Article written by Erwin Van Waeleghem - commissioner of Local Police Leuven (Belgium) who is going to present at Integral European Conference 2016 via Integral European Conference 2016
As social innovator within the Belgian police force I would like to share the start of an evolutionary route, currently occurring in this hierarchical organization.
As you might know, Belgium, including its political institutions and police force, are currently going through some tough times, and are receiving a lot of criticism from abroad, as a consequence of the terrorist attacks in Paris (November 13th, 2015) and Brussels (March 22nd, 2016).
This criticism is not all unfair and yes, as in any other free country, a number of issues are raising valid questions. The governmental structure of Belgium is quite complex, which has a lot to do with our historical background since our independence. We have 1 federal government and 4 regional governments (Flanders, Wallonia, German speaking community and Brussels capital region), 11 provincial governments and 589 mayors and municipal councils. Historically there is a wide diversity of political parties. Governing our country, on every level, is constant very hard work in finding workable -not always the most logical- compromises, consequently resulting in high bureaucracy and status importance.
Our police organization also has its history. In 2000, following the known Dutroux case, government chose to ‘unify’ the three main police forces of that time (gendarmerie, local police forces and judicial police). The new police organization is based on one federal police force, and 196 local police forces, spread in co-working municipalities.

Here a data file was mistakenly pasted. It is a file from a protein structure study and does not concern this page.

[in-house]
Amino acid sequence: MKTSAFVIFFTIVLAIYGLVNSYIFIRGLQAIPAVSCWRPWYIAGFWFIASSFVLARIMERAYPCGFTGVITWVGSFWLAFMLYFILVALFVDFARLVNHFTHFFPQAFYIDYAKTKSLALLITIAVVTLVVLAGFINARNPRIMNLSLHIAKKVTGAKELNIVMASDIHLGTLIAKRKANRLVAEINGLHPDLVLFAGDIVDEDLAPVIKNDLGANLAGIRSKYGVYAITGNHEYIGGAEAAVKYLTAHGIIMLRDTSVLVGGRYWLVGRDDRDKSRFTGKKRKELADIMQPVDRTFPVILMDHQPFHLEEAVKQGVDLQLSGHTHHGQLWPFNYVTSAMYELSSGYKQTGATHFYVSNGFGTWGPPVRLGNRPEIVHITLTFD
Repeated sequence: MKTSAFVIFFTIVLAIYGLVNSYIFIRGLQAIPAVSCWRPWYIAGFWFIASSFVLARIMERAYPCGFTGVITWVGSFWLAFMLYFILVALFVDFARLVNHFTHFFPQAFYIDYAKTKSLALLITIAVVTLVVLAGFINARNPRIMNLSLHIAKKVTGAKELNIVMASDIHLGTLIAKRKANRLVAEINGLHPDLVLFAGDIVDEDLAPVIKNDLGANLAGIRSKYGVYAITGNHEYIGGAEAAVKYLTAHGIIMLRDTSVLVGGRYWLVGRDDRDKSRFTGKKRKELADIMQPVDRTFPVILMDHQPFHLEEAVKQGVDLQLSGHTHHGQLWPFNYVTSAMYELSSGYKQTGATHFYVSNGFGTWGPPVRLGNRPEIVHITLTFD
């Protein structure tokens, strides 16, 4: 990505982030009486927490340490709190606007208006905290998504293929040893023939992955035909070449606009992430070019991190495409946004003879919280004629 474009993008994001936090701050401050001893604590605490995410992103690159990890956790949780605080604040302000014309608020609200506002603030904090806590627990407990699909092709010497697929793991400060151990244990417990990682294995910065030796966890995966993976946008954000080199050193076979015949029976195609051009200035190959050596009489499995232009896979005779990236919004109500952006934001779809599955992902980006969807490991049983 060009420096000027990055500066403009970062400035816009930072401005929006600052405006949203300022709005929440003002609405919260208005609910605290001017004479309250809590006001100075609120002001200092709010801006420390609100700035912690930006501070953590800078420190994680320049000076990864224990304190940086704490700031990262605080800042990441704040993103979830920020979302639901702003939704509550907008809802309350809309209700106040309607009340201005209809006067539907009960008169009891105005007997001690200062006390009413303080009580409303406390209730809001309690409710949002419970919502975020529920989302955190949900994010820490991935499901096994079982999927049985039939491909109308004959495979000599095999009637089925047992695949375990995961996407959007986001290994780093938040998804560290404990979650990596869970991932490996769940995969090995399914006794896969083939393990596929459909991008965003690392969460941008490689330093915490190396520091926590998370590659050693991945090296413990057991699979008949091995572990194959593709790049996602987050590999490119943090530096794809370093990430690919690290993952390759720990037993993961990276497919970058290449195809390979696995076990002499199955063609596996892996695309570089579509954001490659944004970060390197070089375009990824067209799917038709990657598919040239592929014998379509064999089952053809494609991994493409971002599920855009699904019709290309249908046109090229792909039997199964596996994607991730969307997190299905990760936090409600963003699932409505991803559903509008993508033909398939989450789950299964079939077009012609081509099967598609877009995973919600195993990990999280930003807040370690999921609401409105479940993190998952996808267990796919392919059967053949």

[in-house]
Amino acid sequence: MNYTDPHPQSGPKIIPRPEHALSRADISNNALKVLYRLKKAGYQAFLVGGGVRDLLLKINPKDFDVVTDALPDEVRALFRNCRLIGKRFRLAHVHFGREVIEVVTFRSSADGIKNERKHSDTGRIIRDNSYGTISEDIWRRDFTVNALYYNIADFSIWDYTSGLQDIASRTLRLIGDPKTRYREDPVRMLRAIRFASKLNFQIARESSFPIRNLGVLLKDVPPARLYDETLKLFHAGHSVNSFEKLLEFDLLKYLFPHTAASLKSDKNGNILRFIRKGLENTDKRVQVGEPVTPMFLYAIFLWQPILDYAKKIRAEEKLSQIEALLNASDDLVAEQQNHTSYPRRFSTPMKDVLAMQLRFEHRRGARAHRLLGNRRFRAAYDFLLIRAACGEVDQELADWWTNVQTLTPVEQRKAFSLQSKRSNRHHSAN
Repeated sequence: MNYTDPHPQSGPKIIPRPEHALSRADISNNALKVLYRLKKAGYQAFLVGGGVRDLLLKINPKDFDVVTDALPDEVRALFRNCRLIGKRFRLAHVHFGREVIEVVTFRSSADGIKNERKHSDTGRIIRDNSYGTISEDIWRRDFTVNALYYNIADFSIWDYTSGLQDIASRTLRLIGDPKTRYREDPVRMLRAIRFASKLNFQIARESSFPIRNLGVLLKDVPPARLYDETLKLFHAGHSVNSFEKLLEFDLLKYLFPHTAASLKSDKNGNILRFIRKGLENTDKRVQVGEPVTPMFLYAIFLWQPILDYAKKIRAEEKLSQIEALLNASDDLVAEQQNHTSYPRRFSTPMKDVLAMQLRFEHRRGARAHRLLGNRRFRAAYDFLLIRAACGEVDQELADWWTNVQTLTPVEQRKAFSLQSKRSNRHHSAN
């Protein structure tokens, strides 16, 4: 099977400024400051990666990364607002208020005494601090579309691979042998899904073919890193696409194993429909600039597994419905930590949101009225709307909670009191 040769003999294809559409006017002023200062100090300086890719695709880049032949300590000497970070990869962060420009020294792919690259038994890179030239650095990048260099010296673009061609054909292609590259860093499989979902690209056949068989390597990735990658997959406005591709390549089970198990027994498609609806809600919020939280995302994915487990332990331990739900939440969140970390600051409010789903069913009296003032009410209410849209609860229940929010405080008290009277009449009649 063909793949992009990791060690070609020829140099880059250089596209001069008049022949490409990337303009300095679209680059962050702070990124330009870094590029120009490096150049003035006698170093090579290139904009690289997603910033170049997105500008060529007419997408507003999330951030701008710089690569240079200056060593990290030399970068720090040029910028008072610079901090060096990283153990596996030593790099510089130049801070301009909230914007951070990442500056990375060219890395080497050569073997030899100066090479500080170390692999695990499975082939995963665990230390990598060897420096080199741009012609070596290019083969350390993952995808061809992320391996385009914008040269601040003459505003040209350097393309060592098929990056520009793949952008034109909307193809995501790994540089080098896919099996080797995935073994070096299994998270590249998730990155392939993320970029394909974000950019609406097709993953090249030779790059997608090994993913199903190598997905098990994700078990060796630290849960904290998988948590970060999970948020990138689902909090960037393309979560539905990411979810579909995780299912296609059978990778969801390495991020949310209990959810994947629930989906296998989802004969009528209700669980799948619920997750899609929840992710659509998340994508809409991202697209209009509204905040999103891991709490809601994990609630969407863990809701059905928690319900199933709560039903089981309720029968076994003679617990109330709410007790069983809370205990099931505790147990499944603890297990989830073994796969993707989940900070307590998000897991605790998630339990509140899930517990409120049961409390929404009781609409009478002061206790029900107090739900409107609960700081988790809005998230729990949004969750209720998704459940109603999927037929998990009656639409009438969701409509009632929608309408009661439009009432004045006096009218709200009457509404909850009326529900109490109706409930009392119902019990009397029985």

This re-structuring has brought several good things, finding their fundaments in a new ‘Excellent Policing’-model. Yet, the part that wasn’t tackled from the start, and which is quite important in any re-structuring, was integrating the 3 organizational cultures.
16 years later, we have a professional, uniform working police landscape, where most people do their utmost best, where the large majority is still well engaged towards the main purpose and clients, however not always working under optimal circumstances, with constant budget cuts. Unfortunately, we are also still working under 3 different very ego, title, status and procedure driven cultures.
Although there are naturally lots of ‘green’ dots, in working with and for the public, we are still a very hierarchical, top down managed institute, where co-workers are still talked about as ‘subordinates’. They are still conditioned to listen to and do what higher ranked ‘leaders’ are telling them to do, or else...
I have been working in this environment for 35 years. Having been part of this blue/orange organization hasn’t always been easy for someone with a more liberating mindset.